Pink somen!

Chicken into the miso nabe hotpot

6pm – Dinner is provided by the ryokan.

8pm – More onsen

Day 4

I wanted to stay two days at a ryokan-onsen because I always feel that 1 day is too rushed. I wanted to slow down. But if you only want 1 day of onsen, just do follow half a day here (8am – 1pm). After lunch, continue with Day 5 itinerary.

At Yumoto, there are two rooms that serve meals. One is the normal chair-table arrangement which doesn’t offer any view. Another room, the Japanese-style room, offers a view of their beautiful garden.

The ryokan’s garden against the backdrop of mountains

Panoramic view of the garden

8am – Breakfast provided by ryokan.

Day 2 breakfast. Salmon. But the star is really the tofu, so damn smooth and beany. When you come to Kyoto, you must eat their tofu.
Rice is free-flow.

9am – Sneak in another onsen session.

Along the way up to Sanzen-in, I took a lot of pretentious photos.

A red stream of autumn leaves.

10am – take the ryokan shuttle to the Ohara bus terminal. From the terminal, slowly make your way up to Sanzen-in temple. Along the way to the temple, there are many quaint shops and slowly take your time to take in the gorgeous scenery.

You need to pay to enter Sanzen-in temple but it is worth it. It’s one of the most beautiful and tranquil temples I have been.

Sanzen-in temple is gorgeous.

Inside Sanzenin temple, there are many mini stone statues.

If you can afford the expensive price of this restaurant, go ahead. It’s one of the most beautiful restaurants ever. A pine tree grows across the entrance.

And inside the Pine Tree restaurant, there is a water mill!!!

1pm – Have a long lunch. After lunch, slowly stroll back to the ryokan.

Tip: the restaurant just at the gate of Sanzen-in offers a spectacular view that overlooks the mountains.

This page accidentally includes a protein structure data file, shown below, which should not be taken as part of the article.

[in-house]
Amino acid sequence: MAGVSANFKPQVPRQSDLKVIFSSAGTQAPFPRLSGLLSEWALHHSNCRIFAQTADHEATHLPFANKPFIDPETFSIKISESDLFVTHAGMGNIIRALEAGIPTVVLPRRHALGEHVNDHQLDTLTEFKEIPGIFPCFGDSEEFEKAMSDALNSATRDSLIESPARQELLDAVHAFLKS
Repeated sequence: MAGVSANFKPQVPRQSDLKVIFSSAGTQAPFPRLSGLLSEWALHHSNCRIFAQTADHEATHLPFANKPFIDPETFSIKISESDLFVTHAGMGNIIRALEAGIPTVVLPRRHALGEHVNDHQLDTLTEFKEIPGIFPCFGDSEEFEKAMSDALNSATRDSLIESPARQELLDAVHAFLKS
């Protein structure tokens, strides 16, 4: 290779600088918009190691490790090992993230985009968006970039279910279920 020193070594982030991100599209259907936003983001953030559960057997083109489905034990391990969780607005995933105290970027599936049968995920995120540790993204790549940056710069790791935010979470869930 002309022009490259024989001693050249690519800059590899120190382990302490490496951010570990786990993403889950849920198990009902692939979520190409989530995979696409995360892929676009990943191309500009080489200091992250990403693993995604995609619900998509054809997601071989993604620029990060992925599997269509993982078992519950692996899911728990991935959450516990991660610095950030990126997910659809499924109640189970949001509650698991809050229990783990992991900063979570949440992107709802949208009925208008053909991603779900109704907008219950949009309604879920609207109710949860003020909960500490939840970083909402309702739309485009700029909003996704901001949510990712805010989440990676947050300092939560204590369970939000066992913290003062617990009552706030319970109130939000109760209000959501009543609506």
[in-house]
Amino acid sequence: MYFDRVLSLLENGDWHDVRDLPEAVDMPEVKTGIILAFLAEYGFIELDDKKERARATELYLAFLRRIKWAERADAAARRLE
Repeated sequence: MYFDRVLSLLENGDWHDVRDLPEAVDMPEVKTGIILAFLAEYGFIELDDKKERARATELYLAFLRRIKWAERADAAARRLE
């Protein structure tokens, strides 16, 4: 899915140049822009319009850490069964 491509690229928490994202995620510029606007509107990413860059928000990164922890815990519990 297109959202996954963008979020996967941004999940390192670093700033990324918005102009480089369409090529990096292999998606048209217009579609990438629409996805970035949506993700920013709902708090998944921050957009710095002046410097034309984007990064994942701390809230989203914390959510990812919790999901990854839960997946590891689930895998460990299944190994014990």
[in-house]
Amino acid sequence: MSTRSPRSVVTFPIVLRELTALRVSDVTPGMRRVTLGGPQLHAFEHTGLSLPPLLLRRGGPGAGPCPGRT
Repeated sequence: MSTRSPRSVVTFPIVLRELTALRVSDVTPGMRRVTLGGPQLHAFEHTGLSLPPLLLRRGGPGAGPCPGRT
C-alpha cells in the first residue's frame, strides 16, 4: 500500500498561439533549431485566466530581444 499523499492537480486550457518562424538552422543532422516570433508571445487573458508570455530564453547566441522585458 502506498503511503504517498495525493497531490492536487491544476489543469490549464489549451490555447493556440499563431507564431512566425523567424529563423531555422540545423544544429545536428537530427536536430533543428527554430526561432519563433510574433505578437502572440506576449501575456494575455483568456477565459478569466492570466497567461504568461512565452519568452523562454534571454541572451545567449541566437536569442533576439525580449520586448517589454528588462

We couldn’t afford the Pine Tree restaurant, and couldn’t afford the restaurant opposite of Sanzen-in, so we ate at a soba-and-tempura joint, Sawada さわだ (1-番地 Oharashorinincho, Sakyo Ward, Kyoto, 601-1241, Japan; 〒601-1241 京都府京都市左京区大原勝林院町1−番地; +81-75-744-2677; 10am-5pm). And then we went up to the second floor, their cafe, to have desserts.

The vibe of their cafe is totally different from the stuffy soba restaurant. The cafe is quaint. Their traditional matcha is very bitter and comes in a big bowl and sweet to ameliorate the bitterness.

We also went to Jakko-in Temple, which is just beside our ryokan. But I don’t advise you to go. There’s nothing to see there and it charges admission fees.

4pm – After taking a rest in your room, go for an onsen session.

Day 2 dinner: beef sukiyaki with lots of vegetables

This is so delicious!

6pm – dinner provided by ryokan.

8pm – Another onsen session.

Sleep early, do some light reading, communicate with your travelling companion. Next day, we would return to Kyoto city.

You may be interested in…
10 Must Eat Food in Kyoto and Where to Find them
5 Must Eat Food in Osaka and Where to Find Them
Where to Stay in Kyoto, Japan: Hotel Vischio Kyoto Review
Where to Stay in Osaka: Review of Hotel Gracery Osaka Namba

Written by Dr. A. Nathanael Ho.